In a recent independent study, “Cricket celebrated as the only sports in India: An analysis,” two tournaments of cricket and kabaddi concurrently happened, and their coverage in the Indian daily Times of India are analyzed. It was found out that out of the total articles published (Between 3rd to 17th August 2019), 51% share was given to sports other than cricket and kabaddi. Cricket was given a 43% share. Clearly, there is a domination of cricket when it comes to sports news. It was found out that news on cricket is mostly printed on the main page of the sports portion in major newspapers. Pictures also play a significant role in attracting readers and building public image. In most of the news of Indian cricket, pictures are used, but other sports don’t get that luxury. Spacing is one of the main problems in the print media, and space allocation needs to be properly done to ensure all the news are placed in perfect order. A large portion of space is given to cricket.
Financial crunch in other sports
It is just not the media which was giving unfair treatment to other games and was biased towards cricket. Our society, in general, privileges cricketers as there are temples dedicated to cricketers like Tendulkar and Kapil Dev, and winners of other sports don’t even get cabs. This sounds a little extreme but sadly is a reality of today, a reality faced by the Indian Women Kabaddi Team. Indian women Kabaddi team is the undisputed world champion. In 2012 when the team returned to India after the triumph, there were no flowers or red carpet for them at the airport. The world champions had to hitch cabs to return home. Despite conquering the world, they were disparaged by the authorities.
Sportspersons cherish their gear/equipment the most, and it is the last thing they want to lose. Indian Archery player Nisha Rani Dutt won a Bronze in the Bangkok Grand Prix back in 2008. Her career was going in the right direction until her financial condition trashed her dreams, and she was forced to cut off. Her monthly Stipend of Rs.500 was not enough for her family’s survival, and she had to sell her sports equipment to support her family. The careless attitude of authorities led India to lose one more star.
Mizoram: A ray of hope
While the image appears bleak, there is a ray of hope with some states of the North East like Manipur and Mizoram. They are investing and developing talent in the country with specially dedicated schools for weight lifting, boxing, shooting, etc. Veteran pugilist Mary Kom, Weightlifter Sushila Chanu and Mirabai Chanu all hail from Manipur. Five-time world champion Mary Kom recently inaugurated boxing academy in Manipur to identify and nurture the talent. On the other hand, Mizoram has one of the best weightlifting academies in India. Mizoram’s 18 years old Jeremy Lalrinnunga won the Gold Medal in 62kg men weightlifting in the Youth Olympics. And the credit goes to investments made by the state government in the infrastructure and facilities for the players.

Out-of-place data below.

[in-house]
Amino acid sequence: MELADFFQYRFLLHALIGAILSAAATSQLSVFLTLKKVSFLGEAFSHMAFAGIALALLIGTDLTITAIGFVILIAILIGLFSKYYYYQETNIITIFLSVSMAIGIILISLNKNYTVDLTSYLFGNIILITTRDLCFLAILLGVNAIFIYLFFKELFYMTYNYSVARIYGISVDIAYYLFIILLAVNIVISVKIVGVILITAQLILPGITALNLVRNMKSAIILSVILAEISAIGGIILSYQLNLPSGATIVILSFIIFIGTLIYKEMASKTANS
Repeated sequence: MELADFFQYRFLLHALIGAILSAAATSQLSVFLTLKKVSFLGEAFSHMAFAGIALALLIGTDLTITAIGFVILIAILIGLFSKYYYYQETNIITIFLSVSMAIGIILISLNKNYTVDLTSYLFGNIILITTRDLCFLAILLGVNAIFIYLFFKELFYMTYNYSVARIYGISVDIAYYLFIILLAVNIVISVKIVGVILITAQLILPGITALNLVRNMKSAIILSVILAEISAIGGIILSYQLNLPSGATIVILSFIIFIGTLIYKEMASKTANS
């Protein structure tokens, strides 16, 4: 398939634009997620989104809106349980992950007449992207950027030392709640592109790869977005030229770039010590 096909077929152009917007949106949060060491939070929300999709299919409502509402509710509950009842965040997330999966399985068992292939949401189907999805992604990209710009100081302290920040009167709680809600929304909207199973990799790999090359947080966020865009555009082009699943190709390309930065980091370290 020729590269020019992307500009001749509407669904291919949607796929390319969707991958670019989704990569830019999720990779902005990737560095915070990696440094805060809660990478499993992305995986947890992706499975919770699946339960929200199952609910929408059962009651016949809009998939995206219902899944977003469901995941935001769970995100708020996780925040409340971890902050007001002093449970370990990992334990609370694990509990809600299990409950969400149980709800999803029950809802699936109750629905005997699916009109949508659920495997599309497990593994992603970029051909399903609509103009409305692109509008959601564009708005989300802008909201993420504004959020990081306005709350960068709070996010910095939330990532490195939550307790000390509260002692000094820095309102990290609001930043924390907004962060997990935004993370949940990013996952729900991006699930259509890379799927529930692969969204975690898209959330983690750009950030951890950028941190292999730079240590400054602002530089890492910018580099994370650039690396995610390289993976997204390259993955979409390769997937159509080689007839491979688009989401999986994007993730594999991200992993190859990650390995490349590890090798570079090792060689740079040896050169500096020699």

Mizoram also has a thriving local football league i.e., Mizoram Premier League (MPL). The impact of the league can be easily seen as players like Lalpekhlua, Lalrindika Ralte, Lalchhuanmawia Fanai, Jerry Lalrinzuala, Lalruatthara, etc. have represented India and played in the elite clubs of India. Ngangom Bala Devi of Manipur became the first Indian woman pro-footballer when she signed an 18-month deal with the Scottish club, Rangers FC.
The way ahead
To dissolve the imparity between cricket and other sports state governments in tandem, the center needs to invest in sports and provide superior facilities to the players. They need to focus on Grassroots, identify the talent, and grind it for future challenges. Reliance Foundation (Football) has made a good start and is focusing on grassroots. They organize trails all over India to select the best talent and provide them free education, stay, and extraordinary facilities. More academies like reliance foundation are the need of the hour if we need to minimize the gap between cricket and non-cricket sports.
Featured Image Credits: Wikimedia